After derecho, Cedar Rapids parks face winter of cleanup

City eager for massive replanting effort

Crews gather and remove tree limbs and other debris Tuesday from areas of the Ellis Park Golf Course in northwest Cedar
Crews gather and remove tree limbs and other debris Tuesday from areas of the Ellis Park Golf Course in northwest Cedar Rapids. Crews likely will work for months to clean up the last of tree debris in city parks that were badly damaged in the Aug. 10 derecho. (Jim Slosiarek/The Gazette)

CEDAR RAPIDS — Shannon Ramsay recalls Daniels Park in the northeast quadrant as a majestic green space with “magnificent” oak trees.

Then hurricane-force winds pummeled the city in the Aug. 10 derecho. The neighborhood park on Oakland Road NE lost more than 250 trees.

It is “a park that was really appreciated and loved, and it’s one of the city’s signature parks,” said Ramsay, founding president of local nonprofit Trees Forever. “It received a lot of care and maintenance, and I think the neighborhood really appreciated it.”

City Parks and Recreation Director Scott Hock said it’s “painful” to see that amount of trees come down — and it’s hardly the only park in the city with a diminished tree canopy.

Along its destructive path, the derecho devastated Cedar Rapids parks, leaving behind massive amounts of tree debris that crews continue to clean up. But the loss also presents opportunities for the city to plant a more diverse, equitable and sustainable urban forest in it parks in the coming years.

“We’re partnering with Trees Forever, of course, to try and put a good plan together for replanting both parks and right of way trees to again bring back the urban forest even stronger,” Hock said, referring to the city’s multimillion-dollar ReLeaf partnership with the organization.

As of Wednesday, the city had removed 5,584 vegetative loads and 238,563 cubic yards of tree debris. The city did not have an estimate on the total quantity left in the city park system, but debris is being documented for Federal Emergency Management Agency reimbursement.


The colder temperatures and frozen ground help minimize the damage done by the heavy equipment needed for the cleanup, Hock said.

Staff likely will work well into the spring to clean smaller debris, he said. The focus is on cleaning up the parks to make them safe to open to the public again.

Volunteer efforts are disrupted by the winter weather, but Hock said groups interested in helping with park cleanup may contact the Parks and Recreation Office. People also may donate to the Cedar Rapids Parks Foundation or to Trees Forever to help with the replanting.

“The more help, the better on this one because every single one of the parks had damage,” Hock said.

City Parks Superintendent Brent Neighbor said the parks lost an estimated 65 to 75 percent of their tree canopy.

“That’s hard to see, and that’s pretty devastating to our park systems, especially with as old as some of these parks are,” Neighbor said. “A lot of the trees in some of these parks were original to the park.”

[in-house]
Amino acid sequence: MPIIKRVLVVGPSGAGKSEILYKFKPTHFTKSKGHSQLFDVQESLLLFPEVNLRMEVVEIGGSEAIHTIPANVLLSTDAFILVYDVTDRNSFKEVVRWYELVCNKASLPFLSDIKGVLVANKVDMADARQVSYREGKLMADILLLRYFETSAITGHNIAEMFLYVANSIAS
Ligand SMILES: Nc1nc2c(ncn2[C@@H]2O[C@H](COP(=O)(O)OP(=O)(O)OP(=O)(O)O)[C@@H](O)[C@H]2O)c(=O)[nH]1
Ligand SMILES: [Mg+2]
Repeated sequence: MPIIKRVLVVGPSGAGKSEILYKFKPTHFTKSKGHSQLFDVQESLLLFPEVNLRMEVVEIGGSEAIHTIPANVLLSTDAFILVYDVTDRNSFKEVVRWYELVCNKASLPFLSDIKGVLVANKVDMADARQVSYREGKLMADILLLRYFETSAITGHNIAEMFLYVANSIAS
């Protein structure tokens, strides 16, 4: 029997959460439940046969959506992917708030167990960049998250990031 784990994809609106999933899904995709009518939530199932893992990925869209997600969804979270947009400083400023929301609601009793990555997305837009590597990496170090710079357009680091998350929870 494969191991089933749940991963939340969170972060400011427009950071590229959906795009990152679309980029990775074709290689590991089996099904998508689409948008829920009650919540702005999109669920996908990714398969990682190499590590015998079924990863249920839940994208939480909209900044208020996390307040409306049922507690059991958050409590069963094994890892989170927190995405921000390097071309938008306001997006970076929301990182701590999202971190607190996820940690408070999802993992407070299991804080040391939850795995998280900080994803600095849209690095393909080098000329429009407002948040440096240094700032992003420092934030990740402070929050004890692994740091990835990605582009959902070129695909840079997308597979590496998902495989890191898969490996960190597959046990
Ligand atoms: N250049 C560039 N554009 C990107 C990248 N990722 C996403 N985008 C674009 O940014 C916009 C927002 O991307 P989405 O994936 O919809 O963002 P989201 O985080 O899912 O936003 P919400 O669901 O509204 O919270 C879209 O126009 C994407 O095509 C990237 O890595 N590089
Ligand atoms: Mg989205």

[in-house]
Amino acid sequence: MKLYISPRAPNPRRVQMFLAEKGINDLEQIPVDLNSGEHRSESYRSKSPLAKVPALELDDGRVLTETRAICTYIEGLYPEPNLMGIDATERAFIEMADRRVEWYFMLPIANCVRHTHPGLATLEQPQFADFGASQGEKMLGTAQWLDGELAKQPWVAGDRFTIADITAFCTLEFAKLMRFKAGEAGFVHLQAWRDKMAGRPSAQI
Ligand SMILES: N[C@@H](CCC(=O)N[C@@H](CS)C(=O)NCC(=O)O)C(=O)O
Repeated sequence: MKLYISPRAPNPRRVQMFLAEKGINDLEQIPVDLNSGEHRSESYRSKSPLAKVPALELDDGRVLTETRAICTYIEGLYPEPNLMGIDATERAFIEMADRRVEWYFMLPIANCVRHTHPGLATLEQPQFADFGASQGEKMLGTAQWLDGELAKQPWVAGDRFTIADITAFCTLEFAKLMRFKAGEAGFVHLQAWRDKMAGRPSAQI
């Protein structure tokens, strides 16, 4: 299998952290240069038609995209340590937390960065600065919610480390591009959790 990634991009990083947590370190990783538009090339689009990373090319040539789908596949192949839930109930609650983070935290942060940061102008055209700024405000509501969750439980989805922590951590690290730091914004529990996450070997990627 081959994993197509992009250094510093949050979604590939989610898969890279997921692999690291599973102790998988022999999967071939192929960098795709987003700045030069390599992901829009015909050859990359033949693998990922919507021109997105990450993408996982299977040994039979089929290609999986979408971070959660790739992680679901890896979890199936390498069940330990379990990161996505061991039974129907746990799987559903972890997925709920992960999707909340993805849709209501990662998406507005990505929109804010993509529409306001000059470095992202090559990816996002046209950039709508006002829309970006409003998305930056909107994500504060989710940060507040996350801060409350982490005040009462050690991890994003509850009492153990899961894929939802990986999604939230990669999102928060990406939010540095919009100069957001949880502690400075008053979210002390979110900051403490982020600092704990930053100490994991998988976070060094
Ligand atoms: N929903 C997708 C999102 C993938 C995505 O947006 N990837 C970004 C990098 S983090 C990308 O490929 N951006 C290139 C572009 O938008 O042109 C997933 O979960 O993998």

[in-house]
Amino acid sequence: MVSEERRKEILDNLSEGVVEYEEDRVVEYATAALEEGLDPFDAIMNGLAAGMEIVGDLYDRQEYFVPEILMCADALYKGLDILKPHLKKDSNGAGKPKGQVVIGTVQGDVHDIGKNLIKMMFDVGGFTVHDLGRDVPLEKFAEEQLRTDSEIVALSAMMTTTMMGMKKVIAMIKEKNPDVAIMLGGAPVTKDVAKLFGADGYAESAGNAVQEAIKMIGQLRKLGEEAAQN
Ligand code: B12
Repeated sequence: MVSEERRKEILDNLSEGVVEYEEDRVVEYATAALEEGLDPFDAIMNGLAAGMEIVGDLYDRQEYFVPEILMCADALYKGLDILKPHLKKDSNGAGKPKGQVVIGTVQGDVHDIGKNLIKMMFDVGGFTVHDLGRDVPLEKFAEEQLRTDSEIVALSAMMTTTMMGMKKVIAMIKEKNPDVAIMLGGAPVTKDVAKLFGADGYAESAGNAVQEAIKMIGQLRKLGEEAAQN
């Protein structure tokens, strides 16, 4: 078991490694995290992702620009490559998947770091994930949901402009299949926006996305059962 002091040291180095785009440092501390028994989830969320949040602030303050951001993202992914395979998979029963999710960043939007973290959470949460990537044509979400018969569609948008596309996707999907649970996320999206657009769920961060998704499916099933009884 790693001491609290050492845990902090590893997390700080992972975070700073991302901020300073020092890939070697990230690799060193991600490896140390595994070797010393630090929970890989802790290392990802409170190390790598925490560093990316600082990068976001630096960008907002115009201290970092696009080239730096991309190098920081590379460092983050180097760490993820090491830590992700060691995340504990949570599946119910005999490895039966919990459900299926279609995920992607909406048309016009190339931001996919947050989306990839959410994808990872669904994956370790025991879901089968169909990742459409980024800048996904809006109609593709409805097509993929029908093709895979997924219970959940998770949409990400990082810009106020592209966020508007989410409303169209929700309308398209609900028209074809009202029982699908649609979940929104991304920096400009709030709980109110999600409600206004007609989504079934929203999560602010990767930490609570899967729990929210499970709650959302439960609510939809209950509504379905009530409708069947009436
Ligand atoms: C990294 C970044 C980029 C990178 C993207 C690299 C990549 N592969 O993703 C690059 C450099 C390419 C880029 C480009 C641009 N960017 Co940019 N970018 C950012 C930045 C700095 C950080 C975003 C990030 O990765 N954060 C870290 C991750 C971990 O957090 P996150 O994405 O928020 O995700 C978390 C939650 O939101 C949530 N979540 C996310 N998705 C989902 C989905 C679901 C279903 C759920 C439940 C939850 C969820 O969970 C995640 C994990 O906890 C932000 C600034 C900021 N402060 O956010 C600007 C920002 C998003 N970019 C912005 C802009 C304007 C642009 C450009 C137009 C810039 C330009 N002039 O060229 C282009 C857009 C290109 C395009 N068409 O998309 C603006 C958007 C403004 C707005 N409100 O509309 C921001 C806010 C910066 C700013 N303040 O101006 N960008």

While there still are months of cleanup ahead for crews, Neighbor said they’re looking forward to the replanting effort.

Ramsay said equity will be a key guiding principle in forming the ReLeaf plan. The group forming the plan will use mapping to look at the tree inventory before and after the derecho to see which neighborhoods need trees the most.


Public engagement and education on caring for trees and the health benefits of trees also will be key to this effort, Ramsay said.

She noted the organization is hoping to recruit and train treekeepers in each neighborhood to care for the newly planted trees.

The city is taking cues on replanting from cities such as Calgary in Alberta, Canada, where massive snowfall in 2014 killed trees that had yet to drop their leaves. Julie Guimond, head of Calgary Parks Urban Forestry, said the trees there looked like “peeled bananas” when they were weighed down by snow.

Recovery and restoration were stages of the replanting process, but she said the “golden ticket” of strengthening the city’s urban forest was also placing a priority on resiliency. That meant being mindful of species that could grow well in Calgary’s climate in a prairie region and striving for biodiversity, which the city has accomplished by setting a target of planting no more than 13 percent of any given species.

To educate the public, Guimond said the city has worked extensively with the nursery industry, horticultural society and the community to promote the value of trees and provide steps individuals could take to improve the health of the urban forest.

Calgary saw results from those education efforts, she said. About 10,000 residents have participated annually in events, education workshops and volunteer planting activities. There were also thousands of calls for service requests to the city regarding trees, indicating the public’s care for a vibrant urban forest.

“We can really leverage and build on the strengths in our partners to bring that public education and that engagement with the general community,” Guimond said.

A long-term commitment to tree replanting, shown in Calgary and other cities that have come back from natural disasters, will “benefit the health of Cedar Rapids in every way — economic development, people will want to come here, live in Cedar Rapids and bring business in, it’ll be healthier,” Ramsay said.

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